As the leader of your organization, it can be all too easy to be consumed with the everyday internal activities and operations of your team, department or company. Yet maintaining a strong connection to the world beyond your own four walls is essential for building industry recognition, unleashing creativity, igniting innovation and driving market leadership.
In my work with Fortune 500 executives, we explore ways to increase connectivity and accelerate success by becoming involved with boards, participating in trade associations, attending key partner conferences and actively contributing to industry publications and events.
I like to practice what I preach. I am a longstanding member of the American Psychological Association, a new member of the advisory board for Life Science Leader magazine and I have, for years, been an active member of the Society for the Advancement of Consulting (SAC). In these ways, I stay connected to my clients and abreast of industry trends, while continually learning and sharing best practices with the most sophisticated and successful consultants in the world.
Earlier this month, I had the opportunity to offer advice to the readers of Life Science Leader and contributed to SAC’s press release on politics in the workplace. In case you missed either, here are some excerpts with links to the original publications:
Read the original: Ask the Expert – Life Science Leader
What’s The Fastest Route To Creating A High-Performing Team?
1. Be crystal clear about what you are trying to achieve…
2. Make sure you’ve got the right people in the right roles doing the right things…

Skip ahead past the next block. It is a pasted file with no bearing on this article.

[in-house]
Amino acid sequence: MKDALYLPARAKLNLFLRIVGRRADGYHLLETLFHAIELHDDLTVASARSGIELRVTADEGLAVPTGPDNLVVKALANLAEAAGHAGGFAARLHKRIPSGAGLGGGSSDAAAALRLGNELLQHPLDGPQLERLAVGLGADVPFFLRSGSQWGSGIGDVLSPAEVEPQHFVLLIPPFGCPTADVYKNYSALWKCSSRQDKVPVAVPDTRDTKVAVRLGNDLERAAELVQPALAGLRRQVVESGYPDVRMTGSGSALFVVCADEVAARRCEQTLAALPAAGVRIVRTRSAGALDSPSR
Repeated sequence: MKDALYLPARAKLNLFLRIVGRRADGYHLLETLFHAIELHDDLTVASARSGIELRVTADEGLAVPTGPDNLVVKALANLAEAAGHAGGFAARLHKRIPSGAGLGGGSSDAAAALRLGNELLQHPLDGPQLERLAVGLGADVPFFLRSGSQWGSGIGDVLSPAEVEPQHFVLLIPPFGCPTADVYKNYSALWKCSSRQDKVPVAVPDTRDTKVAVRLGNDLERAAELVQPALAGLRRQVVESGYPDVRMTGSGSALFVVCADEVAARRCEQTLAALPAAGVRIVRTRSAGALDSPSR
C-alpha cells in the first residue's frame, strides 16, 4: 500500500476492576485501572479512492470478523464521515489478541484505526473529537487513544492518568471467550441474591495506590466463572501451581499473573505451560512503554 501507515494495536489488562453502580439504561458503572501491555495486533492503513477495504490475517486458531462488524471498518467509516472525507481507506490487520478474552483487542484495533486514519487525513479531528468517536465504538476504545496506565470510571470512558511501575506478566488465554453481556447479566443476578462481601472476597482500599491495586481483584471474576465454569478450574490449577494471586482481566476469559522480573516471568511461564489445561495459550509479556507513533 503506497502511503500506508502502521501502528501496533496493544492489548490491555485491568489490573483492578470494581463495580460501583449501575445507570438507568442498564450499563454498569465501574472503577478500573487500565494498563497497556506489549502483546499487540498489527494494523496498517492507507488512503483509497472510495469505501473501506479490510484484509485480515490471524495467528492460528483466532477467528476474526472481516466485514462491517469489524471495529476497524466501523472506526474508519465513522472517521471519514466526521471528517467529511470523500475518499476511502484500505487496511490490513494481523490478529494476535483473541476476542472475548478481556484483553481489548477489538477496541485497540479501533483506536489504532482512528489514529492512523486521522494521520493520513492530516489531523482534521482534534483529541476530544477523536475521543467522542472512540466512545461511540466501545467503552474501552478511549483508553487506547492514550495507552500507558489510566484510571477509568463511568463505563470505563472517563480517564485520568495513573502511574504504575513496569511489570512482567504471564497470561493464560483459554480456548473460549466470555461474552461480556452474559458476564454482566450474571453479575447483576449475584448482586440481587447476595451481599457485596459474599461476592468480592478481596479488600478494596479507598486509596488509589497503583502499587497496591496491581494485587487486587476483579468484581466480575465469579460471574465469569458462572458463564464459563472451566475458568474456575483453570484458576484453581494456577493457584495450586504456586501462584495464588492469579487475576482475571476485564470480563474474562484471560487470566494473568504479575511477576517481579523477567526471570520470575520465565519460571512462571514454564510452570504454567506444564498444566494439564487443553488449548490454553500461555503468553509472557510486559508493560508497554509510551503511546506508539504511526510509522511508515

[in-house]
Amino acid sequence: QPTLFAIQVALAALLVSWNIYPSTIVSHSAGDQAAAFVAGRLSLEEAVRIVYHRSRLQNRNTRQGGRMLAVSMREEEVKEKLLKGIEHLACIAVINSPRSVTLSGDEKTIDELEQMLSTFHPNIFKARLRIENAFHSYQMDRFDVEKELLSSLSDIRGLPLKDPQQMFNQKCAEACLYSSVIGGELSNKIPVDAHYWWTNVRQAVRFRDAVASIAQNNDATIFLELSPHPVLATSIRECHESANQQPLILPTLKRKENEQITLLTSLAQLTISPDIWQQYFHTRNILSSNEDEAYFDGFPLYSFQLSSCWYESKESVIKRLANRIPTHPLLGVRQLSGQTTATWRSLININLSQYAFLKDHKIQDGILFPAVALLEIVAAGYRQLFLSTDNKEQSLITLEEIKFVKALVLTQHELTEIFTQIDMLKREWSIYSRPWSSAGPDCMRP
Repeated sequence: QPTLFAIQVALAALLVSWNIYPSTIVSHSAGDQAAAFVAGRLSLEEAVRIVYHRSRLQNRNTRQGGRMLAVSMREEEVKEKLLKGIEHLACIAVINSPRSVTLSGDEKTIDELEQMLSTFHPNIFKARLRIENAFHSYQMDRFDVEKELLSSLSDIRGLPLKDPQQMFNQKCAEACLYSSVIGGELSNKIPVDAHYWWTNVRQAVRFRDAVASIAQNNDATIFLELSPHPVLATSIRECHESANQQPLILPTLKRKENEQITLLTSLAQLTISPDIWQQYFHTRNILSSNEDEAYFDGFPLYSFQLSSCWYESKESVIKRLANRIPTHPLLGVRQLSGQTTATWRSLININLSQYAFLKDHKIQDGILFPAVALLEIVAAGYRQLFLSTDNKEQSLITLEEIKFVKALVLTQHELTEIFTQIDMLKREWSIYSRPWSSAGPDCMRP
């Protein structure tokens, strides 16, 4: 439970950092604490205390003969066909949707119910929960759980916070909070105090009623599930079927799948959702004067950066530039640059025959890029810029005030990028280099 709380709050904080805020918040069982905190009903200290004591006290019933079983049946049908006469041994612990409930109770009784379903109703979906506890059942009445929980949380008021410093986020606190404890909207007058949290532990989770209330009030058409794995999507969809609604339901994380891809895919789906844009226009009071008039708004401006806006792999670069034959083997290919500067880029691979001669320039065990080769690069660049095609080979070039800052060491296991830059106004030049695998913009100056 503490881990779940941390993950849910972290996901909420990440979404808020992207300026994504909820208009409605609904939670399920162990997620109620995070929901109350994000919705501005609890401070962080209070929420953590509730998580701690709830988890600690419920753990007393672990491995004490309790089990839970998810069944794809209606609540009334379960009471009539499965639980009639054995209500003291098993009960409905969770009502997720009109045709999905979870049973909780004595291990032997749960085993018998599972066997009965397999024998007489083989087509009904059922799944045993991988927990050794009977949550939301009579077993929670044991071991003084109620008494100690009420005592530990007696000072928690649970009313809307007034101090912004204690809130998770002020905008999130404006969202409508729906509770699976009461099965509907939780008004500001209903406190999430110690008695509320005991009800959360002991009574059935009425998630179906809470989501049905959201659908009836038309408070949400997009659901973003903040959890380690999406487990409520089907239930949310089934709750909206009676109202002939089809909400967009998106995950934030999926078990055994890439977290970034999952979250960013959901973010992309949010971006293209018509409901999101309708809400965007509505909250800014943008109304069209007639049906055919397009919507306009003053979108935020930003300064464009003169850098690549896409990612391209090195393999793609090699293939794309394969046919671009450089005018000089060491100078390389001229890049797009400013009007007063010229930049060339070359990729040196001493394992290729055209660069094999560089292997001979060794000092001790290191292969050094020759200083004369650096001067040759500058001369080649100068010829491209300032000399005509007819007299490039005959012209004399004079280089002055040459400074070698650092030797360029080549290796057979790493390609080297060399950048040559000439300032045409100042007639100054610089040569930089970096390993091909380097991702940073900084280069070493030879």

3. Get your people talking to each other…
Strong Leadership is Critical
Liz Bywater, PhD, leadership expert and author of the forthcoming book, Slow Down to Speed Up, notes “My most successful clients actively foster diversity of thought and robust discussion within their organizations. But in today’s hot political climate, discourse can quickly turn ugly. Coworkers may take fiercely disparate positions on passionately held topics and the tenor of discussion can undermine productive discourse. Worse, it can damage relationships and weaken the spirit of collaboration.”
Says Dr. Bywater, “Leaders have to deal directly with this. Rather than avoid or ignore the tension, they must be proactive, bold and directive with their employees. No matter how intense the topic, discussion among colleagues is always to remain thoughtful, respectful and professional. Great leaders clearly set the expectation, practice what they preach, and hold people to account.”
View the full release here.
Here’s the takeaway: If you find yourself insufficiently connected to the world of your clients, competitors, colleagues and industry experts, it’s time to branch out. Find one organization, event or publication and get involved. Participate, advise, attend, contribute. Become a thought leader. You, along with your team, company and customers will be far better for it.